# Assume some enum-like class has been defined that has the appropriate return codes
grid = attemptGrid(words, size)
if grid != ReturnCodes.INVALID_BOARD:
    return grid

Try to avoid the for-else construct

This is one of the more confusing language constructs in Python. I would much rather see some sort of "success" variable that is set if everything works, manually break from the loop, and then return if the "success" variable has been set to True.

success = False

for _ in range(attempts):
    grid = attemptGrid(words, size)
    if grid != ReturnCodes.INVALID_BOARD:
       success = True
       break
    else:
       success = False

if success:
   return grid
raise SomeExceptionType("A valid board couldn't be created") 

Algorithm improvements

I don't have any fantastic ideas off the top of my head for how to improve your algorithm. I'd say you probably want to figure out potential intersections first, and then try to space things by that.

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  • 2
    \$\begingroup\$ grid = [[' '] * size[0]] * size[1] is generally a bad idea, because lists are mutable. You don't get size[1] distinct lists, you get size[1] copies of the same list. I would do grid = [[' ']*size[0] for _ in xrange(size[1])] \$\endgroup\$ Jul 28, 2015 at 2:40
  • \$\begingroup\$ @NightShadeQueen ooh, that's a really good point that I completely overlooked. Edited. \$\endgroup\$ Jul 28, 2015 at 3:07
  • \$\begingroup\$ Thanks for the detailed answer. Is the issue with controlling flow by exceptions mostly that the exceptions might occur for other reasons than I expect (even if they're of the same type) or are there other problematic aspects I'm not thinking of? \$\endgroup\$ Jul 31, 2015 at 9:58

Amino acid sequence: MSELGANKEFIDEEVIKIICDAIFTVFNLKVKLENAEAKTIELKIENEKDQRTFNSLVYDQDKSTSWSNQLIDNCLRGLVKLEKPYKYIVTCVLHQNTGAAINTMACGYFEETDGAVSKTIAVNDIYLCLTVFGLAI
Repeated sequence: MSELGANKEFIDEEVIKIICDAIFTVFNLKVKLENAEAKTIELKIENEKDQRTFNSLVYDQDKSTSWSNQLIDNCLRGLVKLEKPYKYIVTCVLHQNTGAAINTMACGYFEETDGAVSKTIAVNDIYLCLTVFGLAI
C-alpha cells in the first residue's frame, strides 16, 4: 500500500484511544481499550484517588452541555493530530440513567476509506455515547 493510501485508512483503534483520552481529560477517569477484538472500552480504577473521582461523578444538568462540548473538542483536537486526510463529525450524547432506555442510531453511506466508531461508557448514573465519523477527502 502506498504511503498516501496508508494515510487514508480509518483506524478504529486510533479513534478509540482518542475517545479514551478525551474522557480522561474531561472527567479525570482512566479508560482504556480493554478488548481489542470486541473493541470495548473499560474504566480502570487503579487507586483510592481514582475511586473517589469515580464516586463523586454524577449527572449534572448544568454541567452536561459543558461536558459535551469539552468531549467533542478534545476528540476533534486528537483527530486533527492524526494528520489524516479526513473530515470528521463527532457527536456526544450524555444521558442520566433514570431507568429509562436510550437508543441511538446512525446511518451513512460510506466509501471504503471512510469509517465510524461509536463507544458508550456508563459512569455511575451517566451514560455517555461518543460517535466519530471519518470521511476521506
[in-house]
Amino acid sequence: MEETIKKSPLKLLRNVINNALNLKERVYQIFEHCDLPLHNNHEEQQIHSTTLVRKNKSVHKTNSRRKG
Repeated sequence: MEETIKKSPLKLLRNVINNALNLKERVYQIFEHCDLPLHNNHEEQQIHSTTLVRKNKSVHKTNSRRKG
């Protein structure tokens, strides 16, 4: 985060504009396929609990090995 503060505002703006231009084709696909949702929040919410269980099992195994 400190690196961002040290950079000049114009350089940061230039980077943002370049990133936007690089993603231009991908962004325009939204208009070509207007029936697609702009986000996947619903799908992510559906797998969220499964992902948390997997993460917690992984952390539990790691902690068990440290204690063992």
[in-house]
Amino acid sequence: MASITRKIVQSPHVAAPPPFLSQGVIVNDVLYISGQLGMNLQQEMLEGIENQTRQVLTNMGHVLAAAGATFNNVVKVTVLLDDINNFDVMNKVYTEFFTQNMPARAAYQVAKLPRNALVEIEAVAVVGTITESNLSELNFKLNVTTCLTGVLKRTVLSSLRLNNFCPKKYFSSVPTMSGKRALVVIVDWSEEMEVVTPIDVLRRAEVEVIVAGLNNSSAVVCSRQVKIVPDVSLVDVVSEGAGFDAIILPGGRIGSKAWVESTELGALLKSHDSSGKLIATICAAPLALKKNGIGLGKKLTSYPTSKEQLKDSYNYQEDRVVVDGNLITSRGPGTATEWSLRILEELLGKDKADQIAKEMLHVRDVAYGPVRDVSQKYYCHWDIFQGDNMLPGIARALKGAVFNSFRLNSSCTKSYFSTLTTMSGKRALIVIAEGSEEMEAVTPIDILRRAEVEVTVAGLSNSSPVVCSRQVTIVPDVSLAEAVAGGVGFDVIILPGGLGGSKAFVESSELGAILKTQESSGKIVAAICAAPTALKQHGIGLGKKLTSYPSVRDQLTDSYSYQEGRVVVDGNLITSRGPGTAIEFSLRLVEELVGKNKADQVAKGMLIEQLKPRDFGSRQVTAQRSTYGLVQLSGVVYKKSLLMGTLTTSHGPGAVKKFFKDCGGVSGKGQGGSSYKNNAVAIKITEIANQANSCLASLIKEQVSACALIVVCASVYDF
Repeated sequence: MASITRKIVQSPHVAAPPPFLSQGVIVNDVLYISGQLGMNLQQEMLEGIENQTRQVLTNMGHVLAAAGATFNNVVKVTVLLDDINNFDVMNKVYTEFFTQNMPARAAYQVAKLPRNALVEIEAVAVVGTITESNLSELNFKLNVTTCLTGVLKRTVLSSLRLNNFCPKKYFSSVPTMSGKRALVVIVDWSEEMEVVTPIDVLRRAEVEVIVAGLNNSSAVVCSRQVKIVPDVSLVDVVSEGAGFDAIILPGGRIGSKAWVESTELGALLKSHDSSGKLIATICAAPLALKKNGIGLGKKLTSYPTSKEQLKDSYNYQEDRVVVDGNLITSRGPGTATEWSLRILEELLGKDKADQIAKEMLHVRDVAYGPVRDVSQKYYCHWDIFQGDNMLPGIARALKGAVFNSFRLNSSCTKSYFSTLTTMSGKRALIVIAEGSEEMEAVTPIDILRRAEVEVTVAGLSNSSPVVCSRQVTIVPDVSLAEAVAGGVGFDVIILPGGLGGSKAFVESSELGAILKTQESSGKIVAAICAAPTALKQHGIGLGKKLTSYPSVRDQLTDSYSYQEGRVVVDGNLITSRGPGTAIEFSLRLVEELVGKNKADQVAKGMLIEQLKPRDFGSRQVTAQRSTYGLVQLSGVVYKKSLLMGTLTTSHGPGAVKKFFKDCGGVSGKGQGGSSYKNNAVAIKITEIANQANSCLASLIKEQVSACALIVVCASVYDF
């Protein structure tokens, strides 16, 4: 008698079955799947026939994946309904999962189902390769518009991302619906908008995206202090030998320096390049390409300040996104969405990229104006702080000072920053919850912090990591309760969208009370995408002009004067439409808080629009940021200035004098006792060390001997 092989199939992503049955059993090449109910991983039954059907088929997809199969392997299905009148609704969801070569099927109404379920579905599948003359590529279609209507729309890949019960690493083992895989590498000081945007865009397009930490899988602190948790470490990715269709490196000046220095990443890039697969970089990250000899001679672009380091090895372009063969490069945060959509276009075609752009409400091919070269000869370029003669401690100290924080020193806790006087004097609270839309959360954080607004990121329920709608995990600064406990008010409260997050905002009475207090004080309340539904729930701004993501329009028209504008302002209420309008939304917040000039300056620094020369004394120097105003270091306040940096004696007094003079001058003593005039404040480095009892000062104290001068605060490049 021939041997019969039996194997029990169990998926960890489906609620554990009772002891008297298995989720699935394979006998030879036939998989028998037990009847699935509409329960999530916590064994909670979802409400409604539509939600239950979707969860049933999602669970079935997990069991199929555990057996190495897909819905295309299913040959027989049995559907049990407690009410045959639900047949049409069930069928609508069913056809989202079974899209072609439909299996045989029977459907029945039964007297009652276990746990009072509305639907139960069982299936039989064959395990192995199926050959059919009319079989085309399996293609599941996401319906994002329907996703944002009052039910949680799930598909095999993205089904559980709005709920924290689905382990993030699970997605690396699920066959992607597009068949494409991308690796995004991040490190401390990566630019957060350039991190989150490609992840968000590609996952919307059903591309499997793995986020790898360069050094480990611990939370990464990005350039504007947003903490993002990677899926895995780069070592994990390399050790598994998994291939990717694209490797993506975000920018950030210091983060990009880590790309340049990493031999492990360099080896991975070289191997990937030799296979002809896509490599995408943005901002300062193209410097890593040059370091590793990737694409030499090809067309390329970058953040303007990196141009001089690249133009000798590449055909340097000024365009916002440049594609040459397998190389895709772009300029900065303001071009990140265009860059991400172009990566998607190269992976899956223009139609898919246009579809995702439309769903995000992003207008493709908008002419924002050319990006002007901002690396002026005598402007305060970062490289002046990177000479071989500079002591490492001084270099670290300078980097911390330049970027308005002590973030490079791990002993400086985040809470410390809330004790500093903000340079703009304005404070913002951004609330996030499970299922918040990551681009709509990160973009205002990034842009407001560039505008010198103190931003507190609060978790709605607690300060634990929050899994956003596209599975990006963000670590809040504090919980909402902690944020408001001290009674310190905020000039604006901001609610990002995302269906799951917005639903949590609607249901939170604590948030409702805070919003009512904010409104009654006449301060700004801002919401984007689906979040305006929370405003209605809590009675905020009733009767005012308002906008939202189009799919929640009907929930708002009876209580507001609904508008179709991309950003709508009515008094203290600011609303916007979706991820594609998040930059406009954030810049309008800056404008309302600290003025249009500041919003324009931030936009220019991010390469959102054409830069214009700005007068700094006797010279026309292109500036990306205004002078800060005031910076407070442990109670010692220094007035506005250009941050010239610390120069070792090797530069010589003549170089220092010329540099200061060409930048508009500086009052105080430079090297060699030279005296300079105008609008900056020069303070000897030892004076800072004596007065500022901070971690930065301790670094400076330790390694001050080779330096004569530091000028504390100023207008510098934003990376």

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    \$\begingroup\$ @SuperBiasedMan it's not so much an issue of other reasons (although that is a possibility) - it's more that we already have ways to control program flow. Exceptions should be used for truly exceptional circumstances - something happened that can't be easily recovered from. In this case, you don't need an exception to signal that making a grid failed - you can return a value that indicates that, and then act based on the return value. \$\endgroup\$ Jul 31, 2015 at 13:32
  • 1
    \$\begingroup\$ @SuperBiasedMan sorry I was just looking at this again, and thought I should make one more point. There are occasionally times where you do want to control program flow based on whether or not something raises an exception - when that is the case I strongly prefer writing some function raises so I can do if raises(my_function, exception_type, arguments): do_something(). If anything you'd want to do in the exceptional circumstance can't be handled by that function, you probably need to restructure your code or handle the error more explicitly. \$\endgroup\$ Aug 4, 2015 at 16:43